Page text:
9-11: NEADS Tapes; an interesting quest

Correspondents have called to my attention that Kevin Fenton has blogged about the Commission Staff’s quest to obtain the NEADS tapes.  Let me state up front that I have no quarrel with Kevin or the History Commons Scribd initiative to make available the Commission files.  I have personally found that initiative invaluable.  I have met Erik Larson and applaud the many hours he has devoted to a necessary and critical task.

I have also in other articles cautioned about applying post facto clarity and understanding to facto events.  Here, the caution applies to both the events of 9-11 and to the Commission’s quest to understand and report on those events.  I also cautioned about taking snapshots of the Commission’s work. One such quest was the effort to obtain all available NEADS tapes, which we ultimately did.  One such snapshot is the History Commons glance at a segment of staff work.

Kevin wrote me a private email laying out his analysis which is both interesting and informative.  It is a snapshot of the Commission’s work, one that has the beneficial effect of showing that the Commission Staff was working formal and informal channels at the same time.  That should come as no surprise to anyone who has engaged in such research.  I did respond to Kevin.

Insight provided to Kevin Fenton

I began by stating, “Kevin, that is a fair question.  Let me say up front that, ultimately, it [NEADS production of the tapes] was not nefarious.  So, please don’t try to make anything out of something that is not there.”

I continued: “In several discussions with our DoD POC we worked out how we would proceed.  NEADS would digitize the remaining channels and provide them to us on site during our first visit.  The original tapes were analog, reel-reel.  We found that delivery [on site] to be insufficient for our purposes and we called a halt to the first visit.  NEADS was offering up all the tapes, but it was piecemeal.”

I then explained what we did after we received the audio files.  “Once we received the digitized files then we contracted out a transcription effort.  One firm, Alderson, decided to use a technique of tracking individual voices, which is OK as long as folks understand what they were doing.  I posted an article on this on my website one I realized that [other researchers] were totally askew in their analysis of the Alderson tapes vis D1989.”

I then elaborated on the original transcription effort by NEADS.  “In the course of the NCO’s work [specialist brought in by NEADS to transcribe the tapes immediately after 9-11] NEADS thought it had lost the contents of one recording machine.  Together with DoD we approached the manufacturer, Dictaphone [General Dynamics], and they were able to not only recover all the files but provide them to us in a format which was useful and effective.”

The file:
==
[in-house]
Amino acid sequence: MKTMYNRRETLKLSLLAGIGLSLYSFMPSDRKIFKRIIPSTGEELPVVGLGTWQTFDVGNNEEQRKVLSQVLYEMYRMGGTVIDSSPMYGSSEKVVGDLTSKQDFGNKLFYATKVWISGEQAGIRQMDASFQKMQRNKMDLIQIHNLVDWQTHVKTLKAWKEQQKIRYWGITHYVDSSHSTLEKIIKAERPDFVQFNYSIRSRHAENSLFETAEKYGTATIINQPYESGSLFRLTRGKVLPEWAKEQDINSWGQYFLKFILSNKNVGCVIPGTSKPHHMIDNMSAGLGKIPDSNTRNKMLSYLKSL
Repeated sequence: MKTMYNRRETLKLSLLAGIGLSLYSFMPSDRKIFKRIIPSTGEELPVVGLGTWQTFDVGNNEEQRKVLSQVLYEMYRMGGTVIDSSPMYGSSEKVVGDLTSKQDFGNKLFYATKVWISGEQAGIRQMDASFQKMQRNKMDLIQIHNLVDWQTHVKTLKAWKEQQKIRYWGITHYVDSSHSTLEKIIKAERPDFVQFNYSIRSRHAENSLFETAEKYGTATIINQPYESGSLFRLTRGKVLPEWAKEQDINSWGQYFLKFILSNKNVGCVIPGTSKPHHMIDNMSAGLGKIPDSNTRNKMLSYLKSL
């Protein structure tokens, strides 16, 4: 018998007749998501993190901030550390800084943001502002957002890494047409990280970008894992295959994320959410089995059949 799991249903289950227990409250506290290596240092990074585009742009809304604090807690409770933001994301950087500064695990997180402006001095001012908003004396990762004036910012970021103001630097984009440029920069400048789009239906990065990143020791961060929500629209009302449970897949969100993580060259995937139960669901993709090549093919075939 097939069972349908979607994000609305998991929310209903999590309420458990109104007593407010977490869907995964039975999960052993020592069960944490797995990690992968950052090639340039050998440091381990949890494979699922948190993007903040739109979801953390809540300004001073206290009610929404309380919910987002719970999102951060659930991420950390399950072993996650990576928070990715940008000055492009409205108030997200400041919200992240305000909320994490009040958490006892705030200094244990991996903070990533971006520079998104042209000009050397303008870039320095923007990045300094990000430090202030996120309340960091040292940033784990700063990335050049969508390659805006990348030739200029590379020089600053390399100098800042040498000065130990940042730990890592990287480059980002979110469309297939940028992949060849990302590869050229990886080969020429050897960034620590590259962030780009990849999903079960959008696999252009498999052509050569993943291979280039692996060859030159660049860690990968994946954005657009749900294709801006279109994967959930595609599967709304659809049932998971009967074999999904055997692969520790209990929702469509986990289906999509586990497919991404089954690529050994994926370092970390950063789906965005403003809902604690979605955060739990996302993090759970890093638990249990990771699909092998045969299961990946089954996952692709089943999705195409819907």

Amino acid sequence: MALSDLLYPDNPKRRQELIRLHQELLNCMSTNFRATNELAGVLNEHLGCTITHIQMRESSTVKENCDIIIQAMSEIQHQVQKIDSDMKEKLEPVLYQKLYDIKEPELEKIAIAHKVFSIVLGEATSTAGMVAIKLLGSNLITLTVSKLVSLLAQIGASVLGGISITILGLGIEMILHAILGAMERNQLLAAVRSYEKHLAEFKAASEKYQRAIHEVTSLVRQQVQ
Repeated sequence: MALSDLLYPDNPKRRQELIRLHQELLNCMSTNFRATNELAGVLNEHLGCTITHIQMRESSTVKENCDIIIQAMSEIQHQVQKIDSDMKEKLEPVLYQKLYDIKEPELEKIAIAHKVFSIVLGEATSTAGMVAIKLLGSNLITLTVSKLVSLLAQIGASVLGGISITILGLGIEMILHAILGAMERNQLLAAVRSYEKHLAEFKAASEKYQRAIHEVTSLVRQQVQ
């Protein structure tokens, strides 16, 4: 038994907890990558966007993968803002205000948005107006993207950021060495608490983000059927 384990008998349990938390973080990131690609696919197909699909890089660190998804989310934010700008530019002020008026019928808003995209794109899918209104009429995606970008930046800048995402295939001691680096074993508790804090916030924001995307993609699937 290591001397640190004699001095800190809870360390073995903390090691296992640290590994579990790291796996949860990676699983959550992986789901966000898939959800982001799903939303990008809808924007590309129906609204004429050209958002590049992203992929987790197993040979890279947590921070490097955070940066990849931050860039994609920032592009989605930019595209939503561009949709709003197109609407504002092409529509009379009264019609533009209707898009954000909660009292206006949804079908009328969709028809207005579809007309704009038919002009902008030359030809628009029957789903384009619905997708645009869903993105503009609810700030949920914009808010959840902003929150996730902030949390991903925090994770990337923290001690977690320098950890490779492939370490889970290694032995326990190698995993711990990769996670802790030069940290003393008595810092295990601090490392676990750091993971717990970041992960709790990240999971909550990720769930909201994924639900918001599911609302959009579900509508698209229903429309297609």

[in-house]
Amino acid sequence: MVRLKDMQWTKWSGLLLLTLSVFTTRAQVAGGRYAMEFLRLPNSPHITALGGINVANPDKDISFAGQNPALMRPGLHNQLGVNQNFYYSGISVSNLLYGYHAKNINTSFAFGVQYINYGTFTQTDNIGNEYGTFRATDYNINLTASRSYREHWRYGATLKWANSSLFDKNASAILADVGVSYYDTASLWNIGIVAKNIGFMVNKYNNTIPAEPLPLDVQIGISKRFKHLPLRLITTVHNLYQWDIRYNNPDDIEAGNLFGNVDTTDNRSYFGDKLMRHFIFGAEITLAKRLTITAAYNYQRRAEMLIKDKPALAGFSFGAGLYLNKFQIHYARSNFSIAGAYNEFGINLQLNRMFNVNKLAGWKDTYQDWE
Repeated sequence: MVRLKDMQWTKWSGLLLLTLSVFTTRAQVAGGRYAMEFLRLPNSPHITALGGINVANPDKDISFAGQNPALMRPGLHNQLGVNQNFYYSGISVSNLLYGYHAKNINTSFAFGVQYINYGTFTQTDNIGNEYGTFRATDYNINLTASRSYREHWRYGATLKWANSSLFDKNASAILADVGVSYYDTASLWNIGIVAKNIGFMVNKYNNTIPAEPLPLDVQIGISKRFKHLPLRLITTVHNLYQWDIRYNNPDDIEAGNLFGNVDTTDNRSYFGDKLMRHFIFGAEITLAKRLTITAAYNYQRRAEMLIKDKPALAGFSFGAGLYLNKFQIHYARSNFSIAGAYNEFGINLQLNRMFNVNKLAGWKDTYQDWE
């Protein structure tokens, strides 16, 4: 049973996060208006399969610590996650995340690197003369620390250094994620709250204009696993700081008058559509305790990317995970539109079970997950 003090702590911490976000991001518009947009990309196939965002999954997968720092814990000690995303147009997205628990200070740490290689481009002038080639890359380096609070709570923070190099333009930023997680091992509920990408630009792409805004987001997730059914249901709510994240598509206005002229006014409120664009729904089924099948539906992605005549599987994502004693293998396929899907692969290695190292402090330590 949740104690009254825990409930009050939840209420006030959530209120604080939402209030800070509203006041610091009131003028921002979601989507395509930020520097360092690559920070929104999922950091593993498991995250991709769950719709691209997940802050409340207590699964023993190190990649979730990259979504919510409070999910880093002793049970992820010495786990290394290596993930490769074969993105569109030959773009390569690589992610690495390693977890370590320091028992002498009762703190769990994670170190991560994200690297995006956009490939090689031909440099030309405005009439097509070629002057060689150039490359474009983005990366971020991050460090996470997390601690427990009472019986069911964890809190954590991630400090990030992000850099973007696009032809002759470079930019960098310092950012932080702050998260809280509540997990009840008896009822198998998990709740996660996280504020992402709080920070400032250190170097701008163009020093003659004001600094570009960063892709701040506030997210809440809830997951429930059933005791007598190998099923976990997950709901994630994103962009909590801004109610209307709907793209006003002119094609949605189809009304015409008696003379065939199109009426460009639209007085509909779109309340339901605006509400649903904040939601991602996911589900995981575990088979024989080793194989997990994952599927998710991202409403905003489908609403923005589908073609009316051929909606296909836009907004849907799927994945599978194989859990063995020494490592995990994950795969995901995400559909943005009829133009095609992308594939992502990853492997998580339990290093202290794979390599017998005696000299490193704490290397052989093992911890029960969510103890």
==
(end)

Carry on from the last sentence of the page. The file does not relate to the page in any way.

I then summarized: “Bottom line, we ultimately got all the NEADS tapes, it took a while.  In the course of all our work we determined that the two channels that recorded the voices of the WD [Weapons Director, i.e. controller] and the WD/T for the Otis fighters were not recorded.  My work files that run all that to ground have been uploaded by Erik.  We know that the channels were never recorded because we never hear those two voices bleeding over into other tapes.  Please don’t try to make more out of this then is there.”

I concluded: “Kevin, thanks for your continued interest and dedication.  NEADS performed very well that day; not so well in the aftermath.  They had a good story to tell [see Bronner, Vanity Fair] and the blew it, as General Arnold acknowledged.

For The Record

The resolution of the NEADS tapes is documented by DoD in its rolling production spreadsheet.  Let me hasten to caution that this, itself, is a snapshot; the DoD spreadsheet was iterative, at least weekly.  A relevant version of the  spreadsheet is included in this file available on the History Commons Scribd site.  Here is the embedded documentation.

NQRAD/NEADS/Department of the Air Force Materials
The NORAD tapes of interest to the Commission contain 46 channels.
NORAD is currently transferring the information on those channels to compact
disks. Those CDs are scheduled to be delivered to the Commission as indicated
below. The schedule is determined by the real-time process by which each 6-hour,
40-minute channel can be recorded onto a CD.
CDs containing:
• 10 channels were delivered November 5, 2003
• 8 channels are scheduled for delivery by close of business November 10,
• 4 channels are scheduled for delivery by close of business November 12,
• 6 channels are scheduled for delivery by close of business November 14,
• 18 channels are scheduled for delivery by close of business November
19, 2003

Even after we determined the difficulties DoD and  NEADS were having in copying the tapes and a subpoena was issued, it still took weeks for the audio files of all channels to be delivered.  Retrospectively, NEADS could not make a complete delivery during our first visit.

The important question for historians, researchers and writers is: “Were all available tapes provided and considered?”  How the Staff got to an answer of “Yes” is perhaps interesting and informative but it is of no probative value.

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